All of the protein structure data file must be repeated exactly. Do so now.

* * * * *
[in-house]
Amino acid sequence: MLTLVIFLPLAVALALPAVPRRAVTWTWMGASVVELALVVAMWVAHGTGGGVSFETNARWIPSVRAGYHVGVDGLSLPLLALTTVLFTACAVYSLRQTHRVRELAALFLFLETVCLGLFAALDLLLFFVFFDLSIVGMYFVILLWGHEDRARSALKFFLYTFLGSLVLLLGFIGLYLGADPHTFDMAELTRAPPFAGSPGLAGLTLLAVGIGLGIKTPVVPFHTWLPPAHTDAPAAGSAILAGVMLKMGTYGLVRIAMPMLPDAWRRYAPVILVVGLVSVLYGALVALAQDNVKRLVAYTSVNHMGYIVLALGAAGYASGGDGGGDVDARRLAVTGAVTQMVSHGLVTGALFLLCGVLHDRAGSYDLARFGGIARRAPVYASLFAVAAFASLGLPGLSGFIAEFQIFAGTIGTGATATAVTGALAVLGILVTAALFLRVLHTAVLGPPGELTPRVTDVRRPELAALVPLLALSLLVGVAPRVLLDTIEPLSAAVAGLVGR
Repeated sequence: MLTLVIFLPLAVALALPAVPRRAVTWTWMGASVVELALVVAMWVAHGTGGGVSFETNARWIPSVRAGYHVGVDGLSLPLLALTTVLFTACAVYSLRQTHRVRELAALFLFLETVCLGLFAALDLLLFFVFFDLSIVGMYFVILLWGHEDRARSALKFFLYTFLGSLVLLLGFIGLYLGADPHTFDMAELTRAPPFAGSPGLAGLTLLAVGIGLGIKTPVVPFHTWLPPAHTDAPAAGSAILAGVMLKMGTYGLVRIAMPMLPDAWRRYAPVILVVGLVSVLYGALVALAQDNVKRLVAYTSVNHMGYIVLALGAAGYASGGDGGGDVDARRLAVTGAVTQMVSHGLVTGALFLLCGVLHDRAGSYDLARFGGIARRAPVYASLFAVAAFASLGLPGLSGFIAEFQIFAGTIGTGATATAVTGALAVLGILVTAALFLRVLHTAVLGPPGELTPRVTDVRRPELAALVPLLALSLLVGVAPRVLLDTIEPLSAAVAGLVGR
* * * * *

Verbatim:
[in-house]
Amino acid sequence: MLTLVIFLPLAVALALPAVPRRAVTWTWMGASVVELALVVAMWVAHGTGGGVSFETNARWIPSVRAGYHVGVDGLSLPLLALTTVLFTACAVYSLRQTHRVRELAALFLFLETVCLGLFAALDLLLFFVFFDLSIVGMYFVILLWGHEDRARSALKFFLYTFLGSLVLLLGFIGLYLGADPHTFDMAELTRAPPFAGSPGLAGLTLLAVGIGLGIKTPVVPFHTWLPPAHTDAPAAGSAILAGVMLKMGTYGLVRIAMPMLPDAWRRYAPVILVVGLVSVLYGALVALAQDNVKRLVAYTSVNHMGYIVLALGAAGYASGGDGGGDVDARRLAVTGAVTQMVSHGLVTGALFLLCGVLHDRAGSYDLARFGGIARRAPVYASLFAVAAFASLGLPGLSGFIAEFQIFAGTIGTGATATAVTGALAVLGILVTAALFLRVLHTAVLGPPGELTPRVTDVRRPELAALVPLLALSLLVGVAPRVLLDTIEPLSAAVAGLVGR
Repeated sequence: MLTLVIFLPLAVALALPAVPRRAVTWTWMGASVVELALVVAMWVAHGTGGGVSFETNARWIPSVRAGYHVGVDGLSLPLLALTTVLFTACAVYSLRQTHRVRELAALFLFLETVCLGLFAALDLLLFFVFFDLSIVGMYFVILLWGHEDRARSALKFFLYTFLGSLVLLLGFIGLYLGADPHTFDMAELTRAPPFAGSPGLAGLTLLAVGIGLGIKTPVVPFHTWLPPAHTDAPAAGSAILAGVMLKMGTYGLVRIAMPMLPDAWRRYAPVILVVGLVSVLYGALVALAQDNVKRLVAYTSVNHMGYIVLALGAAGYASGGDGGGDVDARRLAVTGAVTQMVSHGLVTGALFLLCGVLHDRAGSYDLARFGGIARRAPVYASLFAVAAFASLGLPGLSGFIAEFQIFAGTIGTGATATAVTGALAVLGILVTAALFLRVLHTAVLGPPGELTPRVTDVRRPELAALVPLLALSLLVGVAPRVLLDTIEPLSAAVAGLVGR